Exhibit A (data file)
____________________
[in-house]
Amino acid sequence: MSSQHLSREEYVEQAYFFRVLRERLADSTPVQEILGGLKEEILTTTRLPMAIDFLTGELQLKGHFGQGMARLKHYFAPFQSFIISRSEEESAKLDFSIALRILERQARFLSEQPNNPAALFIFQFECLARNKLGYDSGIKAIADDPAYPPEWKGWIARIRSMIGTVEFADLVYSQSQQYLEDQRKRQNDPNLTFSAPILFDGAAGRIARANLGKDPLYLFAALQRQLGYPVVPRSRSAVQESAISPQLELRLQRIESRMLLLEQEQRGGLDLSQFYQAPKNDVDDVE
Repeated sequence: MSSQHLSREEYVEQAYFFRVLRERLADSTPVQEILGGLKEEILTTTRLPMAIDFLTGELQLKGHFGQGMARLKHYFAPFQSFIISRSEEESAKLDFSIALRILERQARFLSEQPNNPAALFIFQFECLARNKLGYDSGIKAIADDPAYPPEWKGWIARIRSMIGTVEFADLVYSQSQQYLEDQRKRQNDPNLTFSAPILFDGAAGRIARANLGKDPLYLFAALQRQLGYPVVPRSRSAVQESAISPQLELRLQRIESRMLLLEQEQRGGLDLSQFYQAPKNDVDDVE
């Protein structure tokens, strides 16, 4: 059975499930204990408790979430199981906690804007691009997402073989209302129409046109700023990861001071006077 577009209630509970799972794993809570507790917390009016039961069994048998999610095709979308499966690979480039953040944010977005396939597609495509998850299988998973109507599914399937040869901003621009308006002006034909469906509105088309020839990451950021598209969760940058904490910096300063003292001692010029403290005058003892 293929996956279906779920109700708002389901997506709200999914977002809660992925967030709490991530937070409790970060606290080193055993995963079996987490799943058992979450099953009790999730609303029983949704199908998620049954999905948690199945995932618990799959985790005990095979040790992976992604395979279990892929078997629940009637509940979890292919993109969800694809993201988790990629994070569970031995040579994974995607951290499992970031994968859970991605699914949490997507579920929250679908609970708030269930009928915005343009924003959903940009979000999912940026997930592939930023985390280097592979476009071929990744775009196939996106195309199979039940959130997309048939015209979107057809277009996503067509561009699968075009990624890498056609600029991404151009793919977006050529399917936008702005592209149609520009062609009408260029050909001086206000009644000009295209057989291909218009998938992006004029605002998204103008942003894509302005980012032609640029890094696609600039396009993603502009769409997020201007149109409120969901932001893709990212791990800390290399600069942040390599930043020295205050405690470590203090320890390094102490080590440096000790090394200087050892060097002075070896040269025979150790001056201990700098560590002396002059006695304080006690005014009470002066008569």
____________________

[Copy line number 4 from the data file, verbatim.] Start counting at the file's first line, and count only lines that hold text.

């Protein structure tokens, strides 16, 4: 059975499930204990408790979430199981906690804007691009997402073989209302129409046109700023990861001071006077 577009209630509970799972794993809570507790917390009016039961069994048998999610095709979308499966690979480039953040944010977005396939597609495509998850299988998973109507599914399937040869901003621009308006002006034909469906509105088309020839990451950021598209969760940058904490910096300063003292001692010029403290005058003892 293929996956279906779920109700708002389901997506709200999914977002809660992925967030709490991530937070409790970060606290080193055993995963079996987490799943058992979450099953009790999730609303029983949704199908998620049954999905948690199945995932618990799959985790005990095979040790992976992604395979279990892929078997629940009637509940979890292919993109969800694809993201988790990629994070569970031995040579994974995607951290499992970031994968859970991605699914949490997507579920929250679908609970708030269930009928915005343009924003959903940009979000999912940026997930592939930023985390280097592979476009071929990744775009196939996106195309199979039940959130997309048939015209979107057809277009996503067509561009699968075009990624890498056609600029991404151009793919977006050529399917936008702005592209149609520009062609009408260029050909001086206000009644000009295209057989291909218009998938992006004029605002998204103008942003894509302005980012032609640029890094696609600039396009993603502009769409997020201007149109409120969901932001893709990212791990800390290399600069942040390599930043020295205050405690470590203090320890390094102490080590440096000790090394200087050892060097002075070896040269025979150790001056201990700098560590002396002059006695304080006690005014009470002066008569």